Concern grew about the safety of the Zaporizhia nuclear power plant as civilians were ordered to evacuate.
Russia has launched dozens of missiles and drones towards Kiev and other Ukrainian cities, amid growing concerns about safety at the Zaporizhia nuclear power plant, the largest in Europe.
The latest air assault comes as Moscow prepares to celebrate Victory Day, a major Russian holiday that commemorates its defeat of Nazi Germany in World War Two and usually includes a military parade across Red Square.
At least five people were wounded in the air strikes on the capital early Monday, city officials said, while an Odessa warehouse full of food was set on fire by Russian missiles. Explosions were reported in several other Ukrainian regions.
Russia has also intensified shelling of the devastated city of Bakhmut, according to the highest Ukrainian general in charge of the city’s defense, as it hopes to make gains before the May 9 holiday. Formerly known as a salt-mining town, Bakhmut was considered a prime target in order to secure its eastern advance.
Witnesses told Reuters news agency they heard several explosions in Kiev, where local officials said air defense systems were repelling the attacks.
Mayor Vitali Klitschko said on his Telegram channel that three people were injured in explosions in the Solomyanskyi district of Kiev, and two more were injured when drone debris fell on the Sviatoshyn district, both west of the capital’s centre.
The Kiev military department said that in Shevchenkivsky district in the city center, debris from the drone appeared to have hit a two-story building, causing damage, and also landed on the runway of Juliani Airport, one of the two passenger airports in the Ukrainian capital.
Serhiy Prachuk, a spokesman for the military department in Odessa, posted on his Telegram channel images of a large building engulfed in flames in what he said was a Russian attack on a warehouse, among other things.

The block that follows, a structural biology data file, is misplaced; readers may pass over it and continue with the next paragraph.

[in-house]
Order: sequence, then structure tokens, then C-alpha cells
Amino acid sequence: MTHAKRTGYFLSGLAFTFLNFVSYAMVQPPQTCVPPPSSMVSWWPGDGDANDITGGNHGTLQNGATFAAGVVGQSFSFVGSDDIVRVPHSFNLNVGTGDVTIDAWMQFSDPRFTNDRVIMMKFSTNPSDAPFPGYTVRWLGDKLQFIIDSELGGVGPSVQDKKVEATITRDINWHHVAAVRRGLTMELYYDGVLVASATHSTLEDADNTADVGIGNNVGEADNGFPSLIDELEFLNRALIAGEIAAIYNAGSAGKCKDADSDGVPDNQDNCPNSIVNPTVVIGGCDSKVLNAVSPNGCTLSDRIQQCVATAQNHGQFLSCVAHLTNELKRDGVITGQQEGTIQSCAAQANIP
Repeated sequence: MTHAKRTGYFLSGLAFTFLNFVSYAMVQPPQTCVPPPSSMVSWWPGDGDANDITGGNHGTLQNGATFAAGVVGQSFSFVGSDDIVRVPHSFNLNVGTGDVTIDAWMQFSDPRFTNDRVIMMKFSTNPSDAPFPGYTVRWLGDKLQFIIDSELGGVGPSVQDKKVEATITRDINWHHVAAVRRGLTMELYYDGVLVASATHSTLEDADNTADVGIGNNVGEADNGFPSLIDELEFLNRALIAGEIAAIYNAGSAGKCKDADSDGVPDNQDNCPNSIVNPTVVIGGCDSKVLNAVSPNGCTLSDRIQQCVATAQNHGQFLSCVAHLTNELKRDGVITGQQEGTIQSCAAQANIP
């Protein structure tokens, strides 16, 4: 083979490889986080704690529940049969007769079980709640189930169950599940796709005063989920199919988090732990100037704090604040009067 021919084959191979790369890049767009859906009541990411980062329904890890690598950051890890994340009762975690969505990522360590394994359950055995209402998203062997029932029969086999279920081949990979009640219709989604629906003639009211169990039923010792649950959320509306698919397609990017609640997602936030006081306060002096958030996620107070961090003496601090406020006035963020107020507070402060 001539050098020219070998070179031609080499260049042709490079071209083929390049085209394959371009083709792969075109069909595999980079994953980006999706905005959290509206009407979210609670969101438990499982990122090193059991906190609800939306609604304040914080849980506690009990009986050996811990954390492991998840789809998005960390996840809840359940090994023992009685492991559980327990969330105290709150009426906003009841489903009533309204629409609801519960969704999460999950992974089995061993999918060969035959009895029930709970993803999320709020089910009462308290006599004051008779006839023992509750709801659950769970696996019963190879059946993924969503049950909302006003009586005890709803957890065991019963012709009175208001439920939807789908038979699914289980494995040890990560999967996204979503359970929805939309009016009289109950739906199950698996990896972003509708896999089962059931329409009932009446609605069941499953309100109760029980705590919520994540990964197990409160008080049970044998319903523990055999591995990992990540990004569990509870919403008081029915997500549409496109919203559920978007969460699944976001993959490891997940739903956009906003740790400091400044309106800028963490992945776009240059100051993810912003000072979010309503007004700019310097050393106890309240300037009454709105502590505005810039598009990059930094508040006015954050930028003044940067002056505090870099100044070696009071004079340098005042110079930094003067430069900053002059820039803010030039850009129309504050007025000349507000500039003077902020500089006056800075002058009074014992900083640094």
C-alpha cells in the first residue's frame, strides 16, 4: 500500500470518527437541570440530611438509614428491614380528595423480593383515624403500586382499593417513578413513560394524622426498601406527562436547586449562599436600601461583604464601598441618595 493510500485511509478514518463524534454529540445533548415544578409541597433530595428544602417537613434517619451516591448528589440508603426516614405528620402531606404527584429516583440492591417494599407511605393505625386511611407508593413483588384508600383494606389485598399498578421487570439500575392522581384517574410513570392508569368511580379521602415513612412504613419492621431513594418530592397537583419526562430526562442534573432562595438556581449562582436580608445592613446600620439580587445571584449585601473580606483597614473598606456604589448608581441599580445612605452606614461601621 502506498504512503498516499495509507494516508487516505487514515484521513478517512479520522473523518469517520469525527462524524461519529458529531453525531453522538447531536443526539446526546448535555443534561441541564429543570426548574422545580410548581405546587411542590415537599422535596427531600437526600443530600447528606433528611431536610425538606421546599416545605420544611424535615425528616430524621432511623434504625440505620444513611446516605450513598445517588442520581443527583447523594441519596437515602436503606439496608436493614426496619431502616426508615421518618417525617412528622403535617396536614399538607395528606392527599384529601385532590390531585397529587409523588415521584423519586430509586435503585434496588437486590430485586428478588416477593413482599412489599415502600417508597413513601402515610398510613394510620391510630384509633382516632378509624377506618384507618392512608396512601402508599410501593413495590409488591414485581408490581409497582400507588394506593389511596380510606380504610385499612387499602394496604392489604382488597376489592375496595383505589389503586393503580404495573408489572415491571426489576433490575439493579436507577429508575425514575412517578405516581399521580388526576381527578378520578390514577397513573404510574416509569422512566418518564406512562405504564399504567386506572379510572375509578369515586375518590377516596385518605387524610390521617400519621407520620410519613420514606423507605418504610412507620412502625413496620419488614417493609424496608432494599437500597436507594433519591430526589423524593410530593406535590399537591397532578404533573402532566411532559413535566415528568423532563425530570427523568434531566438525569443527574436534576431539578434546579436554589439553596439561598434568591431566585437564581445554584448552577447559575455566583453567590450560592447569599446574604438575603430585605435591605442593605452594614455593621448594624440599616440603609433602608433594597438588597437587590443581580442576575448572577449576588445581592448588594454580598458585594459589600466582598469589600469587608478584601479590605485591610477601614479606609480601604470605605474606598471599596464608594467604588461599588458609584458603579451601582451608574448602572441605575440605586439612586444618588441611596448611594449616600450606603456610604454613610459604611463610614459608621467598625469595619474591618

After air raid alerts sounded for hours over nearly two-thirds of Ukraine, there were also media reports of the sounds of explosions in the southern region of Kherson and in the Zaporizhia region in the southeast, where the Zaporizhia nuclear complex is located.
The district governor installed by Moscow ordered the evacuation of civilians, including from Innerhudar, the city where most of the nuclear plant workers live.
IAEA Director General Rafael Grossi spent months trying to convince Russian and Ukrainian officials to create a protection zone around the plant to reduce the risk of disaster. Nuclear plants need constant power to run their cooling systems and avoid meltdowns, and the Zaporizhzhia plant has been shut down six times since the fighting began.
The Russian-installed governor of the region, Yevgeny Paletsky, said on Sunday that more than 1,500 people had been evacuated from two unspecified cities in the region. On Friday, he ordered civilians to leave 18 Russian-occupied towns, including Innerhudar. The Ukrainian General Staff confirmed that the evacuation of Enirodar was underway.
Russian forces took over the factory shortly after last year’s invasion of Ukraine, but Ukrainian employees have continued to run the facility during the occupation, sometimes under heavy duress.
In the past two weeks, attacks on Russian-controlled targets have also intensified, especially in Crimea, which Moscow invaded and annexed in 2014.
Ukraine, without confirming any role in those attacks, says the destruction of enemy infrastructure is preparation for its long-awaited ground offensive.
Russia launched its all-out invasion of Ukraine on February 24, 2022, calling it a “special military operation” to defend Russia from alleged “neo-Nazis” in Ukraine.
Kiev and its allies say the invasion was an unprovoked attack on a sovereign country.
Thousands have been killed and millions forced to flee as a result of the fighting.
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